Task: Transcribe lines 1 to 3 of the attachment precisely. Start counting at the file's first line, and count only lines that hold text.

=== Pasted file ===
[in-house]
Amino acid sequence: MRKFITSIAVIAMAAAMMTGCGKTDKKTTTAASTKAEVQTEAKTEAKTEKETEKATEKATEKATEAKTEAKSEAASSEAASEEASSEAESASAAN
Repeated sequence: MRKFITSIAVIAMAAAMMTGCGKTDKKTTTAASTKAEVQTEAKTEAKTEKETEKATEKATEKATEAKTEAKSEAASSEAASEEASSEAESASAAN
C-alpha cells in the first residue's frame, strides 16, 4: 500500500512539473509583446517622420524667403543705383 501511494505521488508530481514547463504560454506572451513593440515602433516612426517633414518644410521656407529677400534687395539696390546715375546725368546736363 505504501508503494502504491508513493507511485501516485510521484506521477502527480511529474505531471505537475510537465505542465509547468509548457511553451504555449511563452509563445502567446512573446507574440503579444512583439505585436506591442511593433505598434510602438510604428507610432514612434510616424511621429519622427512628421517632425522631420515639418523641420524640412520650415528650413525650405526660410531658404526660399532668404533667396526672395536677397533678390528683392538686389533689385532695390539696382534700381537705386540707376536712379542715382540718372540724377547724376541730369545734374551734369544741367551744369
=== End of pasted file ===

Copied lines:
[in-house]
Amino acid sequence: MRKFITSIAVIAMAAAMMTGCGKTDKKTTTAASTKAEVQTEAKTEAKTEKETEKATEKATEKATEAKTEAKSEAASSEAASEEASSEAESASAAN
Repeated sequence: MRKFITSIAVIAMAAAMMTGCGKTDKKTTTAASTKAEVQTEAKTEAKTEKETEKATEKATEKATEAKTEAKSEAASSEAASEEASSEAESASAAN